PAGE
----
Partnerships between diverse jurisdictions can work. An instructive example are the public administration partnerships after German reunification. West German states successfully mentored the five newly formed East German states in building up their public administrations. However, the formation of such partnerships requires proper incentives.
GAINs create incentives for all involved actors. The national level encourages GAINs by transferring limited authority to GAIN facilitators and laboratories. The expected value added for the national level is a more dynamic and geographically broader development that strengthens the country as a whole. Additional competences enable facilitators to set own policies above national standards. In exchange, facilitators pledge to support other communities in acting as laboratories. Laboratories use this support and their room for maneuver to explore ways for building a more fertile economic and social environment in their own communities.
Networks. GAINs take the form of flexible, issue-specific networks.
Networks have proven successful in history. A role model is the Hanseatic League. The Hanse was a confederation of merchant towns in Northern Europe between the 12th and 17th century. It provided public goods, including trade, commercial exchange and transport development, and dominated Northern European trade. However, network structures have to be developed in ways that fit today’s world.
GAINs are competing, partially overlapping, and democratic. The formation of multiple GAINs with different memberships in the same issue area fosters competition about the best and most innovative policies. Moreover, communities can join GAINs in other issues areas, creating a pattern of overlapping membership as an alternative to regional territorial integration. Finally, democratic votes on all GAIN decisions in each member community can prevent an executive bias in policy-making.
The Prototype: GAIN Digital 1.0
I propose to launch a GAIN pilot project on digitalization. Digitalization offers new opportunities for growth and jobs, but due to the “digital divide” also risks amplifying economic and social disparities among communities. GAIN Digital will help to seize these opportunities and to reduce disparities by bringing together cities and regions that can act as facilitators or laboratories.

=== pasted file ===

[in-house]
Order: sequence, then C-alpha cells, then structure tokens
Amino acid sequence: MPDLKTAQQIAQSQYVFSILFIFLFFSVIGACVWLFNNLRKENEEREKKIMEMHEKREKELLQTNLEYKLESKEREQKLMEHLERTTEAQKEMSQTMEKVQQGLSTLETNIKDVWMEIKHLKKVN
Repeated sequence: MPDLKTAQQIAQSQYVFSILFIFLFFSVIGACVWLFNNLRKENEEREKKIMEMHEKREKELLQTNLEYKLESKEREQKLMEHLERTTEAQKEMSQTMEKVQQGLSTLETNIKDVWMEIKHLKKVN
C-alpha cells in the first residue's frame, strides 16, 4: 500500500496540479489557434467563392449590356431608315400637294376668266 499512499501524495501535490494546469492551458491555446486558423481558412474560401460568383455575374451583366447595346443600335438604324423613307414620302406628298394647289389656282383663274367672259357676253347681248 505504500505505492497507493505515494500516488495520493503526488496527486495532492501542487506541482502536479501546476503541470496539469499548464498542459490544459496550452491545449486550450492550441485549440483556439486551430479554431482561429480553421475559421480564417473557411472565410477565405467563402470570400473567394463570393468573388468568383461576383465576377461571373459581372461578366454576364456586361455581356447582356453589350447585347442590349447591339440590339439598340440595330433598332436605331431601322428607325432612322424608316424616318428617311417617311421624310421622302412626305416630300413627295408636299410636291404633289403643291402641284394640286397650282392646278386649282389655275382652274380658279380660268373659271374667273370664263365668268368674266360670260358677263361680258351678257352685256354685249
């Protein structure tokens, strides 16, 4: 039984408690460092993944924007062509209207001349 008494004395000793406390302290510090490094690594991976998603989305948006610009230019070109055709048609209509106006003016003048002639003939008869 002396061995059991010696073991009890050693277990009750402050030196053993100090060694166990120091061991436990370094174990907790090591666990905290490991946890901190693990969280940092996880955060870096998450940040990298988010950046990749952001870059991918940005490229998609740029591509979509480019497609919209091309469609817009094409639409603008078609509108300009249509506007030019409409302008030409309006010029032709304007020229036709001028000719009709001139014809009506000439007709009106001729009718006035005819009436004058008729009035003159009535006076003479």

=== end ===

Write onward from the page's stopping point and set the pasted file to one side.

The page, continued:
The national level will grant additional authority to partnering facilitators and laboratories. In return, it can expect a boost in digitalization inside and outside of the established digital hubs. It will also see new economic and social interaction among previously separated communities.
Facilitators will use their additional legal competences to develop more far-reaching digitalization policies that reinforce the digital sector in these communities. Policies may address various fields.
Education: coding as mandatory foreign language in school, vocational and higher education curricula.
Funding: research grants, public tenders.
Migration: free movement of skilled labor in IT & digital sector.
Laboratories will use their legal room for maneuver to kick-start policy experimentation. Policies and their support by facilitators can take different forms.
Infrastructure: low-cost broadband access solutions.
Education: trainings in coding skills, exchange programs with digital hubs.
Technology: preliminary regulatory frameworks for pilot applications and emerging issues.
Funding: start-up grants, research & development premiums.
Benefits for facilitators are faster progress in comparison to national policy-making and opportunities for learning from laboratories. Laboratories benefit from the creation of an economically and socially conducive environment without losing control over community development.
GAIN Digital 1.0 will encourage the formation of competing GAINs. Further GAINs will emerge around additional issues that matter for communities, including, for example, renewable energy, sustainable transport, biotechnology, social cohesion, and trade in services. Importantly, successful GAINs will restore public support for liberal democracy and free enterprise in their member communities.